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Timothy Radcliffe
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Pourquoi Aller À L'église ?: L'eucharistie, Un Drame En Trois Actes

4.01  ·  Rating Details  ·  84 Ratings  ·  13 Reviews
The Eucharist, writes Timothy Radcliffe, is a three part drama, forming us in faith, hope and love. In this book he examines what it means to celebrate the Eucharist. Other people experience it as boring and pointless. Listening to the readings, the homily and the creed all take us through the crises and challenges of faith. From the offertory through to the end of the Euc ...more
294 pages
Published 2009 by les Éd. du Cerf (first published April 12th 2008)
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Melvyn Foo
I suspect I may have gotten out a lot less from the book than I could have, if I had the proper background and a more academic disposition. That being said, here's my take on it.

This book was a mess of ideas. I mean that in both a good and bad way.

Bad - the ideas leapt from one to another with thin threads of connection. It was hard to discern a structure or even an argument that lead up to any kind of main thesis. The book seemed to aim to cover anything and everything in life that had the re
...more
Karen
Aug 12, 2011 Karen rated it it was amazing  ·  review of another edition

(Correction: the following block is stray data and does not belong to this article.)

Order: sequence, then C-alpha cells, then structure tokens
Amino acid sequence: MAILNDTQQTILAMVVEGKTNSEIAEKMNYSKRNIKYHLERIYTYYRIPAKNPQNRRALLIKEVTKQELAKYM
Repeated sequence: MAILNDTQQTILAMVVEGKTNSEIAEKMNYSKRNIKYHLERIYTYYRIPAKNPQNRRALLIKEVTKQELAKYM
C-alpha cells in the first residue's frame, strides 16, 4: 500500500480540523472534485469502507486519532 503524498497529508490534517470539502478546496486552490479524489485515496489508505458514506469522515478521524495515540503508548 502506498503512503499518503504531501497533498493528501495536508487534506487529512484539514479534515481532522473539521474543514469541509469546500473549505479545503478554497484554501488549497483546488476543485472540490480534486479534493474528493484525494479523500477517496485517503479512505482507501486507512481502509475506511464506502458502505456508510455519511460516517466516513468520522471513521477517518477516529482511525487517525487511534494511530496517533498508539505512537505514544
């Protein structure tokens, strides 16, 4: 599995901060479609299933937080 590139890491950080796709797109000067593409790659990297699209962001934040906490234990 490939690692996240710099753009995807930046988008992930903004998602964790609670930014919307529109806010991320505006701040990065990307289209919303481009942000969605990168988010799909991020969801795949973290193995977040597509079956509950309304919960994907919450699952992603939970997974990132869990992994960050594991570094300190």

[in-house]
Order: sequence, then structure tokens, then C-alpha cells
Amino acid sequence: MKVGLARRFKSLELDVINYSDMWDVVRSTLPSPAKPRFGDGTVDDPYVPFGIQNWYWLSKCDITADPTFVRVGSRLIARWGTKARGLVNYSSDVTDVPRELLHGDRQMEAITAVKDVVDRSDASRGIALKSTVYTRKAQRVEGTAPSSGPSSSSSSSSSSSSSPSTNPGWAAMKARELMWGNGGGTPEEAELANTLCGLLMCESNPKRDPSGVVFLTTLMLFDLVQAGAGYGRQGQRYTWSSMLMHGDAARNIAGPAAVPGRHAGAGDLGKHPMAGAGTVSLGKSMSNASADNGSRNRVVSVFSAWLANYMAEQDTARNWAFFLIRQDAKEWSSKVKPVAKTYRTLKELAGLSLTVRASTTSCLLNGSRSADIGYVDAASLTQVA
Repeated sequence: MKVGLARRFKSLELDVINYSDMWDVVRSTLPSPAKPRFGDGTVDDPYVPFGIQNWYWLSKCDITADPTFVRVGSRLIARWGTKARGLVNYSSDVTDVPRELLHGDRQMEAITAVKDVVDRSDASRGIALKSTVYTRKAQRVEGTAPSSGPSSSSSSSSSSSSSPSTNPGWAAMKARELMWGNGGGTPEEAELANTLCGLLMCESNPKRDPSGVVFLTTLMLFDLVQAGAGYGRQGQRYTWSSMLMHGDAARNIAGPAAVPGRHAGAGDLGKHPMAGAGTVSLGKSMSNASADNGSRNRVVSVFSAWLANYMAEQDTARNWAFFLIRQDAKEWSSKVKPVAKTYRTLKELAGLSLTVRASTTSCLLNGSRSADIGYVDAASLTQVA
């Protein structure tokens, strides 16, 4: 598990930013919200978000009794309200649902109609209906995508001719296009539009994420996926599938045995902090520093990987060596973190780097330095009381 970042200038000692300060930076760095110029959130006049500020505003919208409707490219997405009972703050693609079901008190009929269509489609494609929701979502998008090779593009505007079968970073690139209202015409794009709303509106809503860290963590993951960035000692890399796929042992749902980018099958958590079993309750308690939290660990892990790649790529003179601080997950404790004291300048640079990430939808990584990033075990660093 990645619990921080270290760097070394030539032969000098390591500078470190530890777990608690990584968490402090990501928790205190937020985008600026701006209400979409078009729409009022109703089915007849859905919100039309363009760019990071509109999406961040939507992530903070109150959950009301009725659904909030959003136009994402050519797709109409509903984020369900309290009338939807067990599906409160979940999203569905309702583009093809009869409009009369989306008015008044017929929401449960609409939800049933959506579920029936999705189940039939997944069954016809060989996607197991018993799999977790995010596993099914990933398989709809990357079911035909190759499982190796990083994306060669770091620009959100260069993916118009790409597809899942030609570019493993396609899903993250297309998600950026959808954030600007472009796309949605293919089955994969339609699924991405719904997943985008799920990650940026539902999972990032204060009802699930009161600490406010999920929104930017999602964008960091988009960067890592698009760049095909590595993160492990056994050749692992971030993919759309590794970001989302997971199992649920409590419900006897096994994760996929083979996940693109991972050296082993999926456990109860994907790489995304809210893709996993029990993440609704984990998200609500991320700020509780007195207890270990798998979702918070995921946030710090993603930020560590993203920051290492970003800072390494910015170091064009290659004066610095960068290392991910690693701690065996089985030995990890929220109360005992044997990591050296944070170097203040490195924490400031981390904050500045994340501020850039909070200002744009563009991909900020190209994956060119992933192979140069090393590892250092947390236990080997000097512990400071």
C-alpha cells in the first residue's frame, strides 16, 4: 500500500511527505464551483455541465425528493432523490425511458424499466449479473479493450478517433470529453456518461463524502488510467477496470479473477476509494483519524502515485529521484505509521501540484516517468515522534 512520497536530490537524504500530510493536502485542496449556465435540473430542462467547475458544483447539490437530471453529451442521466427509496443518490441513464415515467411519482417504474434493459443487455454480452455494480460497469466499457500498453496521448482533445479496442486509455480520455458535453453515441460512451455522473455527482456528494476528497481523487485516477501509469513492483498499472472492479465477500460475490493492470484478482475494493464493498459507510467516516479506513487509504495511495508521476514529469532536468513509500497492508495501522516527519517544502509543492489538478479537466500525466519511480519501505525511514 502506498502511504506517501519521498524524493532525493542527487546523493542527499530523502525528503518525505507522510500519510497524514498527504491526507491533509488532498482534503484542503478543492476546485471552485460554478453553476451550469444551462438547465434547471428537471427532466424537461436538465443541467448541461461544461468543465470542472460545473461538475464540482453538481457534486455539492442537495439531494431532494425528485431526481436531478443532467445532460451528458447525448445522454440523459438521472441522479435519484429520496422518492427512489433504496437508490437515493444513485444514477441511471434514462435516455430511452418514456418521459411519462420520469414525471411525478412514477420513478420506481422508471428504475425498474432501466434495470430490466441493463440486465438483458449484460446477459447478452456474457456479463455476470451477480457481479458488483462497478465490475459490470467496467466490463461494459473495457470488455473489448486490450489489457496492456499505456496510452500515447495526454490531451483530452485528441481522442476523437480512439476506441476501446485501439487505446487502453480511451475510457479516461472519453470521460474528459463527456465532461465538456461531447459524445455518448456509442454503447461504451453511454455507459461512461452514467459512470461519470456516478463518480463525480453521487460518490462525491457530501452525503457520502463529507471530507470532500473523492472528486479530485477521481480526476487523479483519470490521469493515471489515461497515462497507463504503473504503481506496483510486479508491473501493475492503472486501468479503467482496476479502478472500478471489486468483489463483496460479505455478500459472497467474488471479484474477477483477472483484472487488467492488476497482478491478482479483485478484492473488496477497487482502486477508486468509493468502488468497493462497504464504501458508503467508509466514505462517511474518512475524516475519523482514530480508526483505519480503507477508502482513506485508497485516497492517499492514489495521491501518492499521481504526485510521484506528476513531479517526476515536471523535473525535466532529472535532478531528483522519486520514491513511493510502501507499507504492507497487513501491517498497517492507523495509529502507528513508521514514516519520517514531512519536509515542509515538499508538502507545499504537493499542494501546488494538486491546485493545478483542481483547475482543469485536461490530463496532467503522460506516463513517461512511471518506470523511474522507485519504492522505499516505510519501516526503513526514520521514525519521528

Shelves: faith
Even though at times it seemed as though Timothy Radcliffe was writing on commission for a deadline, this was an excellent choice for the Archbishop's Lent Book 2009. The 'Church' is basically the Eucharist and the 'Why go' is to be sent out again, but that doesn't spoil all the insights and nuances which the author includes. The short chapters in the style of Scenes in Acts of a Drama make it easy to stay disciplined in taking it as a study over several weeks. The most ardent protestants would ...more
Earl
Sep 11, 2015 Earl rated it it was amazing  ·  review of another edition
Shelves: theology
I think this is the perfect book to encourage people to go to mass and really mean it. After What is the Point of Being a Christian?, Timothy Radcliffe once again brings knowledge in the light of faith, and I really appreciate it.
Sam Eccleston
May 16, 2016 Sam Eccleston rated it it was amazing  ·  review of another edition